Investing in students in new and collaborative ways

With telehealth, we’re beginning to unlock their potential — and our own.

Contrary to common belief, telemedicine not only matches the quality of an in-person visit — often it’s even better. More people participate in the child’s care. State-of-the-art technology allows us to provide a more detailed view of what’s going on. And test results and medical records can be shared easily with primary care and specialty physicians. Telehealth holds exciting promise for improving health and academic outcomes, and that’s something that should excite us all.

We get to know students and their families

Unlike traditional or primary physicians who typically see a child only once or twice a year, with school-based telehealth, we have the opportunity to develop a deeper understanding of the child and their family through multiple interactions. This is particularly effective in the public school setting, where education takes a holistic approach in order to care for the overall well-being of the child. Schools provide a safe and trusted environment that addresses a range of needs for families that go beyond education, including nutrition and emotional support. This requires knowing students extremely well and coordinating services to ensure their health and success.

Schools host children 6-7 hours a day, 197 days a year, and therefore, play a huge part in a child’s life. Telehealth presents an opportunity to be in the right place at the right time to make a lasting and positive impact for students.

Access isn’t about a one-size-fits-all approach.

It involves listening, observing and responding in ways that truly make a difference.

When planning for school-based telehealth in new areas, we closely examine what families need based on their unique circumstances. For some, access to the nearest care provider requires a 30- to 45-minute drive, the family shares one car, they have a long commute to work or farming responsibilities prevent them from being available for their children in the mornings. Other families juggle multiple hourly jobs, care for ill or disabled relatives, or they’re working toward a college degree. These factors significantly impact their ability to balance work and life demands.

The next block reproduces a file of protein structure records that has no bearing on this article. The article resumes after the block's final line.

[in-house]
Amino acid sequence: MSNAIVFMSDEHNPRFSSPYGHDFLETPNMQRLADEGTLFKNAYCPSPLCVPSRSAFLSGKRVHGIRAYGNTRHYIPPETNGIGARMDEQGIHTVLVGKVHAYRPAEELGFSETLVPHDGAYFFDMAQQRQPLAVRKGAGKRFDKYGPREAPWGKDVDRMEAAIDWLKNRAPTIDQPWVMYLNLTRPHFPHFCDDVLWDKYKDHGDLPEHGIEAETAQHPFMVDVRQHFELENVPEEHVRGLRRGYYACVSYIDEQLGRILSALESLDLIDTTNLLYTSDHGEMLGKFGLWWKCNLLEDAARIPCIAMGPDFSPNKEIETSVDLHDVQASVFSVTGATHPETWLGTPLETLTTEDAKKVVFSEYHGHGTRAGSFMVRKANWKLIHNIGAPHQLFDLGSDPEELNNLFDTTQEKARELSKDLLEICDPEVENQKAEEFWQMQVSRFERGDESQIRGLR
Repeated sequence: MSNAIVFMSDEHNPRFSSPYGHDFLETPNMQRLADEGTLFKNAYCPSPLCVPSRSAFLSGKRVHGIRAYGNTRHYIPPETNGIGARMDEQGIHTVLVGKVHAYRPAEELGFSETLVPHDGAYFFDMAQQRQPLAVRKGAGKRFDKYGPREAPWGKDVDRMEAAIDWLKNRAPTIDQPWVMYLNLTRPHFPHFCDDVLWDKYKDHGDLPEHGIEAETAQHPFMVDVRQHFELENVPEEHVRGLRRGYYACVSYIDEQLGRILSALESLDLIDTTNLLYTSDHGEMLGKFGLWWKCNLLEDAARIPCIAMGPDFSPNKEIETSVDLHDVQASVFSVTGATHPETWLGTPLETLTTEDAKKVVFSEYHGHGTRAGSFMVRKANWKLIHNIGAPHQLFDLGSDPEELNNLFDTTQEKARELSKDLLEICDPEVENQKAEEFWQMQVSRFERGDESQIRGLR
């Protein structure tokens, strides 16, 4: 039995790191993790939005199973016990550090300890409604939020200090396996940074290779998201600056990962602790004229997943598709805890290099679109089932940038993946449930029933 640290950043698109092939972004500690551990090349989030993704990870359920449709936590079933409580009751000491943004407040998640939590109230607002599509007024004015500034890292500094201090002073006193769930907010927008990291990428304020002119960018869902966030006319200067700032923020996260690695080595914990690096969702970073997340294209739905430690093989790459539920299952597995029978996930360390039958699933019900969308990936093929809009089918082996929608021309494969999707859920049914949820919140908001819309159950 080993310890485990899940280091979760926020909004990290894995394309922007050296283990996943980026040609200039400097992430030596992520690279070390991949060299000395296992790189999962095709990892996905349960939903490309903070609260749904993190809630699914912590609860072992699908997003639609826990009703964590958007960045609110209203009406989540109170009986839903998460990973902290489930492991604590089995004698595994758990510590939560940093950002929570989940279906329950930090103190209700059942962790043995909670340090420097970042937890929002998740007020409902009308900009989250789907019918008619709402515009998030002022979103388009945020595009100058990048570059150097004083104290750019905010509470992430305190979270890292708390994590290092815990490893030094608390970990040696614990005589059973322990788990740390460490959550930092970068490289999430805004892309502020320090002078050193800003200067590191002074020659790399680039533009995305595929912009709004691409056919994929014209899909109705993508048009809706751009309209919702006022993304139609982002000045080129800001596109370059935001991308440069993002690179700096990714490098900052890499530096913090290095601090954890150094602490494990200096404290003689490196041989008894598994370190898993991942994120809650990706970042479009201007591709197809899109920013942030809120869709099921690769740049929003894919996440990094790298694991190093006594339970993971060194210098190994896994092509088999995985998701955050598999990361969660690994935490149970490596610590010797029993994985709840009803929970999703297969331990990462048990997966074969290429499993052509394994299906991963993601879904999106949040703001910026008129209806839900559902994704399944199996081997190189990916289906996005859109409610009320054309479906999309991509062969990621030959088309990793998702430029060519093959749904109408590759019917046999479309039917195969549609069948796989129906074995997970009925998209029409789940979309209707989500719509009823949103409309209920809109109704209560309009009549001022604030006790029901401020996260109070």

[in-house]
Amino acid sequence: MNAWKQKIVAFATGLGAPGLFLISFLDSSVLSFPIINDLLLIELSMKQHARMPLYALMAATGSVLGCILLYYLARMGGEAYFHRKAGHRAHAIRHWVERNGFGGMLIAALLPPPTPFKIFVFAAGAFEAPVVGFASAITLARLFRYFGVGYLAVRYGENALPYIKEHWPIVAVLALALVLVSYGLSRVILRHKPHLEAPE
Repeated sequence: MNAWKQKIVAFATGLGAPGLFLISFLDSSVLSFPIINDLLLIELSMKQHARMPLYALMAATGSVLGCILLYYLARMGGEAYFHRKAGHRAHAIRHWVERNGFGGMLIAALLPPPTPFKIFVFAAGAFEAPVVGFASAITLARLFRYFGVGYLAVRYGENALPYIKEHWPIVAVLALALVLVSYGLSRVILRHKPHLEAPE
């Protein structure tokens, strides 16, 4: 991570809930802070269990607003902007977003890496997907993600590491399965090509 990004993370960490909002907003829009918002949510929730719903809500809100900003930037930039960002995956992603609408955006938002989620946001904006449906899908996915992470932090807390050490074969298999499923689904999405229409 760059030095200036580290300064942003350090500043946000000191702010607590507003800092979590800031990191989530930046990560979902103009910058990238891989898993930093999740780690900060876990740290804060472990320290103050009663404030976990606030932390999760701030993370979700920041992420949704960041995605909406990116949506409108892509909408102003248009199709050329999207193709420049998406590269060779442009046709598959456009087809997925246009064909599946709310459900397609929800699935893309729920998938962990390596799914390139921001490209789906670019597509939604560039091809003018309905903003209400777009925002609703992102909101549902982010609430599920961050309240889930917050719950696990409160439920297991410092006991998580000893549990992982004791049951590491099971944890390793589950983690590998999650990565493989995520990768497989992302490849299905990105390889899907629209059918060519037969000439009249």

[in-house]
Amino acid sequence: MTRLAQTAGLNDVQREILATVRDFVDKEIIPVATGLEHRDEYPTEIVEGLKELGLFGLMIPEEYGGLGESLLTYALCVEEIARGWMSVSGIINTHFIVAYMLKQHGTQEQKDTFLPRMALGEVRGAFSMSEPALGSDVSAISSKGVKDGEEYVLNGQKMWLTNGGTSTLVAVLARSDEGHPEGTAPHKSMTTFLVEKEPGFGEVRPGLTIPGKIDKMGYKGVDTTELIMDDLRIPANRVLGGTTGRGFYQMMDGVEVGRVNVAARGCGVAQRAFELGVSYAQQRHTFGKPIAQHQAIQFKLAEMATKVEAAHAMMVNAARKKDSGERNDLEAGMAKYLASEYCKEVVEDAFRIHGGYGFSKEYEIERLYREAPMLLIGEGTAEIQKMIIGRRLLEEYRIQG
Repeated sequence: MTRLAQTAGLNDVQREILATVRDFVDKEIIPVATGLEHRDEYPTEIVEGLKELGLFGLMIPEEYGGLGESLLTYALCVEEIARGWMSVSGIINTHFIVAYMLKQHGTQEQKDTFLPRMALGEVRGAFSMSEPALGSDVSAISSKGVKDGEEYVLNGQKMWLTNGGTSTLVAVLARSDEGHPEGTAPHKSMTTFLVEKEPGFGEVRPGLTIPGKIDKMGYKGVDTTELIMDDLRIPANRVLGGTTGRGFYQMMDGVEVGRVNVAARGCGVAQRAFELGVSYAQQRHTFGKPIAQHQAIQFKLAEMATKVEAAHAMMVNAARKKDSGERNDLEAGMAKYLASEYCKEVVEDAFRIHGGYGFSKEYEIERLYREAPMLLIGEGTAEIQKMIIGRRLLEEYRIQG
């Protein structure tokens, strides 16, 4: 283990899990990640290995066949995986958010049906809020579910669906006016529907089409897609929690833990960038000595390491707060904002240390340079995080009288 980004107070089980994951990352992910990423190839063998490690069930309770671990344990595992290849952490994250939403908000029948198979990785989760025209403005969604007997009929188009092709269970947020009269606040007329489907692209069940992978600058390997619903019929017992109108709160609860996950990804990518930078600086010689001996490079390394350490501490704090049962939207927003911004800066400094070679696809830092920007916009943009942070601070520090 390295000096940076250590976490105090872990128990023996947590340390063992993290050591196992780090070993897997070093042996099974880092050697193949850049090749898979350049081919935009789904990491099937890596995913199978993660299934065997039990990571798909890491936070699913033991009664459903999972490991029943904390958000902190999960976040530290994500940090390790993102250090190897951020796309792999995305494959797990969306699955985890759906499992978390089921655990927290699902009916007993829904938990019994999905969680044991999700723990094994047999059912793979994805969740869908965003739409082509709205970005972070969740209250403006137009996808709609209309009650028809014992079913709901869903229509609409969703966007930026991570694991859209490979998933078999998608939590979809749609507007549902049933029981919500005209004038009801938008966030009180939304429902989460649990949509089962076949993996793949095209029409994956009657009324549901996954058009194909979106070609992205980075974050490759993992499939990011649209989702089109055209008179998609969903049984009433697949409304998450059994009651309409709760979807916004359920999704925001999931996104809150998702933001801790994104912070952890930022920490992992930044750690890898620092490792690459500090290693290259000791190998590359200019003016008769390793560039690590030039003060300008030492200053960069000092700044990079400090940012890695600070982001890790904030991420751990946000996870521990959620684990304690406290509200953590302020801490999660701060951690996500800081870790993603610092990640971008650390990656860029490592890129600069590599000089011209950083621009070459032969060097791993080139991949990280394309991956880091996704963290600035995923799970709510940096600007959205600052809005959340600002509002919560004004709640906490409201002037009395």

School-based telehealth aims to improve access — and access looks different in different scenarios. It can involve solving the need for internet connectivity, translators and other special services. It may require additional technology or more hands on deck. As schools make the effort to launch telehealth, we’re here to provide support and guidance to ensure success.

A Better Exam

Telehealth’s cutting-edge technology gives us advanced capabilities for delivering comprehensive care and allows both doctor and parents to see medical issues up close, despite being miles away.

  • Two-way, live audio and video enables multiple people to be present for a virtual visit — the parent, a healthcare provider, the on-site facilitator and more.
  • A digital otoscope examines the ear canal and eardrum and can record and save video footage.
  • An interactive, digital stethoscope captures heart and lung sounds with unsurpassed quality in real time. We’ve even been able to diagnose a significant heart condition in one child and get them to a specialist right away, with a heart sounds recording in hand.
  • A dermatology camera diagnoses skin rashes, lesions, infections and inflammation for quick treatment.
  • Doctors can write prescriptions that are available for pickup right away.
  • All images taken during the televisit can be stored in the student’s medical record and shared with the primary care physician or a specialist.

We connect more people in a visit

A child’s teacher, the school nurse, a doctor, a parent, interpreter services if necessary — telehealth allows us to form a web of support for students like never before.

Without telehealth, missed class time quickly adds up. With it, if a student experiences a sore throat, cough, stomach pain or any other kind of ailment, they can visit their telehealth clinic, which functions as an on-site pediatric urgent care. There, a telepresenter, either a trained Certified Medical Assistant (CMA) or Licensed Practical Nurse (LPN), or the school nurse conducts an initial fact-finding. Then they then facilitate a virtual visit with the student, their parents and a physician. This collaborative care team works in tandem with school nursing.

“The school nurse being involved in the students’ care is revolutionary.
They know the family, the environment and that four kids in that class went down with the flu.”

Amanda North
Executive Director, Center for Rural Health Innovation